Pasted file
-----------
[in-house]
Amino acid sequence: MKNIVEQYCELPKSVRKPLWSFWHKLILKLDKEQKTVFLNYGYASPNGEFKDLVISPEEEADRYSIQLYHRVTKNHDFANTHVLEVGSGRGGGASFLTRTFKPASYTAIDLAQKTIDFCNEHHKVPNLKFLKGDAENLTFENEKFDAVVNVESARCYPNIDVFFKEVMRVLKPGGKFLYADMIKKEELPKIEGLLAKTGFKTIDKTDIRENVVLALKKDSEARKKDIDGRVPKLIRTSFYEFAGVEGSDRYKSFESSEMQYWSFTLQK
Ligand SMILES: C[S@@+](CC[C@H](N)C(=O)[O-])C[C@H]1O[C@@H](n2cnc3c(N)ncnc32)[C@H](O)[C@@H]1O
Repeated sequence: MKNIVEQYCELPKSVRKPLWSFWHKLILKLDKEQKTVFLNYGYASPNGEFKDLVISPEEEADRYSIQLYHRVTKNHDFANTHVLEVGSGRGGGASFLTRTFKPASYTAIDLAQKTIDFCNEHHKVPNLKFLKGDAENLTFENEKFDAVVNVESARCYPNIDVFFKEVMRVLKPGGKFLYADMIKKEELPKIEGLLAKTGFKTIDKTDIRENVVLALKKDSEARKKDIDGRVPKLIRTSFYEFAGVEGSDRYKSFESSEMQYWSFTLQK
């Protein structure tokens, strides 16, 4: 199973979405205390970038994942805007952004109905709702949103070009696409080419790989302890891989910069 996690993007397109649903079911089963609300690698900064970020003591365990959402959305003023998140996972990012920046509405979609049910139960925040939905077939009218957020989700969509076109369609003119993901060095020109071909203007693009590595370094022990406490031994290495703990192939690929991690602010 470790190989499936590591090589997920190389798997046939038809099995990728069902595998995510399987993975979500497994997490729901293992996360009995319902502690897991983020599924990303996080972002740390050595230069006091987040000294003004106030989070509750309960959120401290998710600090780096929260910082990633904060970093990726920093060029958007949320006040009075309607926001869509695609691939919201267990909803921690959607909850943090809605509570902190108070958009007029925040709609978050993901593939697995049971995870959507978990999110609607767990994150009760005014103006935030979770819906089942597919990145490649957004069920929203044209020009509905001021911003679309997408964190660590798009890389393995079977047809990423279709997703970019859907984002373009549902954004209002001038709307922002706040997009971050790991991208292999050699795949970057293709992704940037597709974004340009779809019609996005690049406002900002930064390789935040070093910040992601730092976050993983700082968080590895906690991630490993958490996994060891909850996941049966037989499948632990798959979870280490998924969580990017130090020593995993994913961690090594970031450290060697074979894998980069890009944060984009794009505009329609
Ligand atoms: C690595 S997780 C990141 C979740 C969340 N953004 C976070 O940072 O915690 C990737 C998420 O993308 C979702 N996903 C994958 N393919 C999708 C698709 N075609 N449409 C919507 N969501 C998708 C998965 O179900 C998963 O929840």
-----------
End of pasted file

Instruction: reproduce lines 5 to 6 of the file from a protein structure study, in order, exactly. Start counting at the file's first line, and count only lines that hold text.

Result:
């Protein structure tokens, strides 16, 4: 199973979405205390970038994942805007952004109905709702949103070009696409080419790989302890891989910069 996690993007397109649903079911089963609300690698900064970020003591365990959402959305003023998140996972990012920046509405979609049910139960925040939905077939009218957020989700969509076109369609003119993901060095020109071909203007693009590595370094022990406490031994290495703990192939690929991690602010 470790190989499936590591090589997920190389798997046939038809099995990728069902595998995510399987993975979500497994997490729901293992996360009995319902502690897991983020599924990303996080972002740390050595230069006091987040000294003004106030989070509750309960959120401290998710600090780096929260910082990633904060970093990726920093060029958007949320006040009075309607926001869509695609691939919201267990909803921690959607909850943090809605509570902190108070958009007029925040709609978050993901593939697995049971995870959507978990999110609607767990994150009760005014103006935030979770819906089942597919990145490649957004069920929203044209020009509905001021911003679309997408964190660590798009890389393995079977047809990423279709997703970019859907984002373009549902954004209002001038709307922002706040997009971050790991991208292999050699795949970057293709992704940037597709974004340009779809019609996005690049406002900002930064390789935040070093910040992601730092976050993983700082968080590895906690991630490993958490996994060891909850996941049966037989499948632990798959979870280490998924969580990017130090020593995993994913961690090594970031450290060697074979894998980069890009944060984009794009505009329609
Ligand atoms: C690595 S997780 C990141 C979740 C969340 N953004 C976070 O940072 O915690 C990737 C998420 O993308 C979702 N996903 C994958 N393919 C999708 C698709 N075609 N449409 C919507 N969501 C998708 C998965 O179900 C998963 O929840």